Tag Archives: paranormal fantasy

A Preview of The Wolf Witch

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It is 43 days until The Wolf Witch officially releases, but that doesn’t mean it’s too early to post a teaser. This story takes place after the events of Selkie Cove and can be read as a standalone if you don’t mind reading a series out of order. You can pre-order The Wolf Witch on Amazon and have it delivered to your Kindle on the release day. Paperbacks will be forthcoming.


Chapter One: A Wolf and a Pinkerton

Wesley Bisclavret didn’t believe in coincidences. The fact that three gruesome murders had gone unreported in a city like London was the first clue that something was amiss. After Ripper, the press should have been all over it, yet no paper he picked up even mentioned the killings. The second was that they appeared to have been caused by a wolf, and to Wesley’s knowledge, he was the only werewolf in all of Britain and he certainly hadn’t done it. It didn’t take a Pinkerton to realize that someone with some clout had something to hide.

Snuffling along the cobbles, Wesley’s wolf lifted its head at the sound of a steamer chugging down the lane. Its ears flattened in annoyance as it pushed into the hedges again. This is why Wesley never took city assignments. The stench of so much garbage on top of thousands of bodies made it nearly impossible to track anyone, and the racket of banging and thrumming from streets over gave him a headache. Dogs could do it, but he was part man and that made things more difficult. He should have told Les Meutes to shove their assignment, but he needed to prove that he was more than just his father’s son.

The moment the cab passed, the wolf slunk out and shook the grime from its back. At least England didn’t have so many horses. The damn things seemed to know a werewolf from a dog and made a god-awful racket when they got too close. Most of his work took him to the West or up the Mississippi. At least there, he could blend into the shadows even if wolves had long since abandoned those parts for fear of running into humans. In Louisiana, he had grown up stalking bandits with his father and the  rest of the local packs, moving through the trees on silent paws as one. Wolves lived in those parts, bobcats too, but here… Here, there was nothing but the occasional scraggly stray dog and rats that looked as if they ate better than he did. Even their parks were barely more than manicured lawns. It was depressing.

When the streets fell silent, Wesley’s wolf padded down the cobbles and sniffed the air. Cologne. Expensive cologne and fancy food. French, if he wasn’t mistaken. His mouth watered at the heady perfume of beef hanging in the air, but with a shake of its head, the wolf continued on, following the familiar smell lurking beneath it. Its tail flicked as its lips curled into a semblance of a smile. They had him now. Shifting its eyes between the pavement and the road ahead, the wolf followed the smell through the city, ducking into parks or behind iron fences and trees like some feral creature whenever a human shape cut through the nighttime fog.  Trotting across the road to a row of neat red brick houses choked in ivy and with fences sharp as iron pikes, Wesley could taste the slick of paint on his tongue and the stench of flowers that had no business being concentrated into perfume. Dandies, he huffed, curling his lip as the wolf sneezed out the irritating odor.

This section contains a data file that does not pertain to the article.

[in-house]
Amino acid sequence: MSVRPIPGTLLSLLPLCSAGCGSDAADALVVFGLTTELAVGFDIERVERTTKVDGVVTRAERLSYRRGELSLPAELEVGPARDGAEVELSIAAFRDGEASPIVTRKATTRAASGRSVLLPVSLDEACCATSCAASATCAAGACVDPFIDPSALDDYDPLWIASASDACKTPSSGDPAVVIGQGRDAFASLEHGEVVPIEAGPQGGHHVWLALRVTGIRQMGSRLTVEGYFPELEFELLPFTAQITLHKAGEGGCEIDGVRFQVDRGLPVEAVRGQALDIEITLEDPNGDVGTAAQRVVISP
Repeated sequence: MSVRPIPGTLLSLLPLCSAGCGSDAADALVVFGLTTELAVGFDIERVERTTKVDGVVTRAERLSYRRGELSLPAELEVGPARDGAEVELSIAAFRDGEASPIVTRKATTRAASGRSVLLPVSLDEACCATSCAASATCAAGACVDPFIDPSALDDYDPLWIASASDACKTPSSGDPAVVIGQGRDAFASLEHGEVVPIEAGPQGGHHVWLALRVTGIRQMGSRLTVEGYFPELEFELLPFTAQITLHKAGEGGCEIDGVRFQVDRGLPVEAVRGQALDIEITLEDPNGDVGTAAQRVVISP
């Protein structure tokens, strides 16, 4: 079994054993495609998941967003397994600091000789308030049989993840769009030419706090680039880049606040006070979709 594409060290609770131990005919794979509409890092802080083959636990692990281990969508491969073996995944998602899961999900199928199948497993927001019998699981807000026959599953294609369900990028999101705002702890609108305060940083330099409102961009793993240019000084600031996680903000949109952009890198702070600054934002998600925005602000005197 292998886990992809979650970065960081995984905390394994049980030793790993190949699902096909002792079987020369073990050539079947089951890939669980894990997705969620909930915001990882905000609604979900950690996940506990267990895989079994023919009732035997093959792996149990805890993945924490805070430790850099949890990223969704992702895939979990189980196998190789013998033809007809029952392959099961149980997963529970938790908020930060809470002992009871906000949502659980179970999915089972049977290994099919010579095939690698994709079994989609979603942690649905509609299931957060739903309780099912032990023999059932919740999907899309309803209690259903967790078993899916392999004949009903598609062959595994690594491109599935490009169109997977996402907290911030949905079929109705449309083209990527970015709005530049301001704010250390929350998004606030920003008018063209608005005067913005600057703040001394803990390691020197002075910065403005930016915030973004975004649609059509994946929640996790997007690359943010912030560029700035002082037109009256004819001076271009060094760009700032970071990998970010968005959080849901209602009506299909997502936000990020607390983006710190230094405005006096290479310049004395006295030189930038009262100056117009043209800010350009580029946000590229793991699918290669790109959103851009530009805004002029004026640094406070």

Wesley’s wolf darted past a house alight with the clamor of a party in full swing, hoping no one spotted him through the window as he picked up the scent in the next shadow. Trailing down the alley between the two houses, his wolf lifted its head. The other wolf was here or had been recently. He was certain of it. As his wolf lifted its leg on the corner of the house, Wesley figured out his next move. Even in his human form, he could smell his way back to the house and confront the man. Squeezing past the garbage littering the back alley, Wesley’s wolf froze. Its mouth watered at the scent, and it instinctively licked its teeth as if it could taste it.

The primal part of the wolf stirred within. Blood, and where there’s blood, there’s flesh.

Shit, Wesley thought as he pushed past the mottled brown and black wolf.

Pain ripped through him as his bones broke with a sickening crunch, stretching until every ligament tore only to reform the moment he feared they would sever. Claws sunk beneath the flesh of his digits as they lengthened to form pink fingers and toes that curled against the war of natures. Fur flattened into skin, which grew and darkened to accommodate his new but all too familiar form. Keeping his head low, he bit back a scream as his face and jaw caved in before rebuilding into a human skull. Wesley staggered forward with his hand on his throat to brace against the bile that rose where a cry should have been. Leaning against the garden wall, Wesley rested his forehead against the cool brick and panted as the final reverberations of the curse passed. It never seemed to get easier. Rain pattered against the skin of his bare back, cooling the crescendo of aggravated nerve endings until he could think again. A shiver passed through him that took his breath away as the wolf curled deep within him. It was times like this that he understood why his brother refused to shift anymore. It hurt like hell even at the best of times.